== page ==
"On a flight of fancy I moved to a small town in western Kansas and took a job as the editor of the local newspaper. It was a classic single-person operation. I was the editor, the writer, the photographer and did all of the layouts for each week's edition. I found the work to be incredibly satisfying and over two and a half years I received seven Kansas Press Association Awards from my peers, earned the trust and respect of the people of Kiowa County and enjoyed every single work-day because I never knew what was going to happen or who I was going to meet." - Patrick Clement
Jack Carson and his collapsible cups
Aug. 8, 2012
MULLINVILLE — As if his wispy curled mustache andcomfortable south-central Kansas twang wasn’t interesting enough, ex-circusroustabout and Mullinville native Jack Carson has an expansive collection ofcollapsible cups he’d like to show you.
“I don’t really know how I got interested in it, it’s beenso long,” said Carson. “I would say 20 years ago.”
Not long before Carson began collecting the small portablecups, he was an employee of the Jungle Wonders circus, a traveling outfit fromAlabama owned by John "Gopher" Davenport that was in operation in thelate 1970s.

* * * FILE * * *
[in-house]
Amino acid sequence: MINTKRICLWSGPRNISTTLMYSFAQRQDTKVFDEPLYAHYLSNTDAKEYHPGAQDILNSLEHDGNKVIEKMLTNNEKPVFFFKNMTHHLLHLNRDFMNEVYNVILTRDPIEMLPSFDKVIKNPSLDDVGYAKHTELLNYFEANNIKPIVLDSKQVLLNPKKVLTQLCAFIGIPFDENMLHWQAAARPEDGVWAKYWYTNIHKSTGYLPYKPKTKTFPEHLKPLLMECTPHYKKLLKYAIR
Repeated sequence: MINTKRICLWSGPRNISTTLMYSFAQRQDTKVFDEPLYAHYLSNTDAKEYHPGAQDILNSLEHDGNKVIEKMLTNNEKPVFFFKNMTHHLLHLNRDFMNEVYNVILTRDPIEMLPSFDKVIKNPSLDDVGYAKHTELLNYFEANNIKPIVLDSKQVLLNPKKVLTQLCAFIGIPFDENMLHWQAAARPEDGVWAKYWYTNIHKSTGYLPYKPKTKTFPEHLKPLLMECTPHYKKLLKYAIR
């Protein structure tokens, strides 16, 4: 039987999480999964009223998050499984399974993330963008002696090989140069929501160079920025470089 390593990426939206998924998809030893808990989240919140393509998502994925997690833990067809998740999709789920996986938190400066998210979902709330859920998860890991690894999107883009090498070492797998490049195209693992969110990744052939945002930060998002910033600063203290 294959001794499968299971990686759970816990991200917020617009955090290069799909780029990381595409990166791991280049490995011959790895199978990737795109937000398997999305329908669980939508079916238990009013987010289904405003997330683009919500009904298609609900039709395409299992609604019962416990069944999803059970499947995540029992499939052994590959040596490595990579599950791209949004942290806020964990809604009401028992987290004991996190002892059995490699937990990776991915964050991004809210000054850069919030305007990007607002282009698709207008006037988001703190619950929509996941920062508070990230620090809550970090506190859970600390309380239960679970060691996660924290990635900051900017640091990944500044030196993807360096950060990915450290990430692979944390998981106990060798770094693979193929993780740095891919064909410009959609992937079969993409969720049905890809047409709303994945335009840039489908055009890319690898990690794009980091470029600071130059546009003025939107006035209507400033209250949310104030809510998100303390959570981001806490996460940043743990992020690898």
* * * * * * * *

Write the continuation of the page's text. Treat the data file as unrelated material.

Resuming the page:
While in jail for passing $190 in bad checks in Garden City,Carson had a visitor.
“The circus man bailed me out and before we left, and wewere standing in the lot, he said ‘Now you’re bailed out and you can dowhatever you want.’ I figured I owed him so I stayed with him for two years,”laughed Carson.
"They Call it God's Acre"
Nov. 23, 2011
MULLINVILLE — Last Saturday the Mullinville United MethodistChurch held its 26th Annual God’s Acre Auction and Soup Supper. Localsgobbled up homemade chicken noodle soup, munchedfistfuls of crackers and bid on locally donated items to raise funds for thechurch.
A number of people left the all-day affair with armfuls ofhomemade cakes, chocolates, stuffed teddy bears and gifts. But ask any memberof the congregation and you’ll find that the God’s Acre means more to them thanany slice pie, cup of iced tea or quilt. It’s a tradition that has brought acommunity together; built a church; and inspired a generation of local farmers.
In 1951, following a fire in the basement of the UnitedBrethren Church Rev. C.L. Heatherington, createdGod’s Acre.
The God’s Acre askedarea farmers to pledge a portion of their annual crop to help build a newchurch. In their first year, the church received 510 acres of wheat and twoacres of milo. Some farmers even donated livestock. In the first year of God’sAcre, the church raised $30,722 from the sale of the donated harvest, whichwould be approximately $250,000 in today’s money.